The Twilight Zone, the classic TV sci-fi/fantasy series, remains one of the most revered and respected programs in history.
Created, executive-produced, and hosted by Rod Serling (who also wrote several episodes), The Twilight Zone originally aired on CBS from 1959 to 1964. The anthology show has been rebooted several since, for the big screen as well as the small. And other similar programs have attempted to replicate the essence of the series. But those facsimiles have never been able to match the quality and execution of the original show.
Besides the fact that Serling (a heavy smoker who succumbed to cancer in 1975) was a prolific genius in the literary field, he also had an uncanny (no Zone pun intended) eye and instinct for the composition of success. And by that I mean, certainly, he was a terrific writer, but he was also wise enough to select intelligent writers to work on the series.
Also, too, he was smart enough to adapt previously published short stories, magazine articles, or novels, and apply that material to episodes of The Twilight Zone, or to hire other writers to adapt that material for segments of the show. That’s an important element of writing for television, film, or even the stage. It’s important to have solid source material from which to draw when penning a script for either of those mediums. It’s why so many episodes of The Twilight Zone worked so well, and it’s why so many episodes of other TV shows and films from any era or genre do not work so well.
Beyond a small number of episodes that do not measure up in quality, the majority of The Twilight Zone segments are stand-out productions. And the best of those episodes center around a “zone” of some sort, as an actual physical strange “place” or “realm” in which people suddenly find themselves; as opposed to a “situation.” Some prime examples of this are "Walking Distance" (10-30-59), "A Stop at Willoughby" (5-6-60), and "Little Girl Lost" (3-16-62).
In "Distance," a man, played by Gig Young, seemingly travels back to a simpler time where he meets his younger self. In "Willoughby," another man, this time portrayed by Jack Daly, also finds himself, seemingly, traveling back to a simpler time. In "Lost," a young married couple (Robert Sampson and Sarah Marshall) “lose” their daughter (Tracy Stratford, and the voice of Rhoda Williams) to a realm…and there’s that word again…that exists “somewhere”…in some kind of “other dimension” that co-exists in their home.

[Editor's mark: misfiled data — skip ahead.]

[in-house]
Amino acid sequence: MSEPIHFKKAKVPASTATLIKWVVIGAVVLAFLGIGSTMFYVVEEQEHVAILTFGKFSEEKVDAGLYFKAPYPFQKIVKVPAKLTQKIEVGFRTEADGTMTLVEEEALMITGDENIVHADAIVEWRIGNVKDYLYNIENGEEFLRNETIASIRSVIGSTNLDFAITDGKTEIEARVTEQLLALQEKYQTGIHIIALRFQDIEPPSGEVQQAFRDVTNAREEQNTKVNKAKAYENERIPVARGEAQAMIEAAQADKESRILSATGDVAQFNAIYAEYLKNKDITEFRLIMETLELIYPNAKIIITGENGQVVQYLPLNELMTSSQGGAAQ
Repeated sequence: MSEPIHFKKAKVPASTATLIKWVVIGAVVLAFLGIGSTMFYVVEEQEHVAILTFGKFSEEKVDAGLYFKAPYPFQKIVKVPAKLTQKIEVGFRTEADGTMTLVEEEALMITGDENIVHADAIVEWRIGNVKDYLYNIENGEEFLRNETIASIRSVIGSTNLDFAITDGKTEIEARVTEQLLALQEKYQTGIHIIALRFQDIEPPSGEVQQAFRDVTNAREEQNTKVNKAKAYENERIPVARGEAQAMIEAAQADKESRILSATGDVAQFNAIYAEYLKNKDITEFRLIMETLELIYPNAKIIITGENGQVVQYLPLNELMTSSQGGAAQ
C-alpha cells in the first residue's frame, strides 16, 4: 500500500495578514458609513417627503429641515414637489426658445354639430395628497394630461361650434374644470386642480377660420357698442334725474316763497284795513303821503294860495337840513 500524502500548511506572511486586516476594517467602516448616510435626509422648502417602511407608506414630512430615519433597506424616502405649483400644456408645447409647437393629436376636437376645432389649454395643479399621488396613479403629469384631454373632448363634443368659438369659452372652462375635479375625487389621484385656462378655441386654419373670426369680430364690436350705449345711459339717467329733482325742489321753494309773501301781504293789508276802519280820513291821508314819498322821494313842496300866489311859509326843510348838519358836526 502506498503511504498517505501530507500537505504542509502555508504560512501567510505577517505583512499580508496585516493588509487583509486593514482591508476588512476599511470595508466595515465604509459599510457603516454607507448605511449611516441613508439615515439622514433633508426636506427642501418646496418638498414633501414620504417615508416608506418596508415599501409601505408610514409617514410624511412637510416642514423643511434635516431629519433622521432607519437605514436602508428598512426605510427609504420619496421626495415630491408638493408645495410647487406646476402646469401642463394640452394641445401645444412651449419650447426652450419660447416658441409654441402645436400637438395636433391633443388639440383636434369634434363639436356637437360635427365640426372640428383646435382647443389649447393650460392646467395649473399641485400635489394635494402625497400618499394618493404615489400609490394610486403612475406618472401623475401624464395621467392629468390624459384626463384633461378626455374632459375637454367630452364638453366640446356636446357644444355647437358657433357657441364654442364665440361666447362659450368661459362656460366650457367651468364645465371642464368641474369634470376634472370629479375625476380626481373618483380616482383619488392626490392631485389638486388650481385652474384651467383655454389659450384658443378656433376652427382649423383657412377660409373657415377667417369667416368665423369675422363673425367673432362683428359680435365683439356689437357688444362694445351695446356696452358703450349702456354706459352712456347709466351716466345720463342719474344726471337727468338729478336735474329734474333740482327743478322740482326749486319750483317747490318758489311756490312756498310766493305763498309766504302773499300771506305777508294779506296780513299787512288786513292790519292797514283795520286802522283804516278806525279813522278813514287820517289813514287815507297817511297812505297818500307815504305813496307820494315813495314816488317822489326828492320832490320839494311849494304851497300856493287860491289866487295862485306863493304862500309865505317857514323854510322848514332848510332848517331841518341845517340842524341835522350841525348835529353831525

The characters in each of these episodes are confronted with a journey to some intangible, yet tangible location, as opposed to an episode like "Time Enough at Last" (11-20-59), in which a librarian (Burgess Meredith) who loves to read in a very real world is the lone survivor of a very real earthquake in that world. The twist here is that the librarian breaks his glasses, and is consequently incapable of reading any of the countless books to which he now has access, albeit amidst the rubble of concrete and destruction resulting from the earthquake. There is a tragic irony in a potentially very real situation, whereas the characters of "Distance," "Willoughby" and "Lost," find themselves dealing with or being confronted by very “unreal” realities, however pleasant or unpleasant those may be.
There's also the episode, titled, "The Sixteen Millimeter Shrine" (10-23-59) starring the legendary actress Ida Lupino (also, a director, who later helmed Twilight's "The Masks" episode (3-20-64).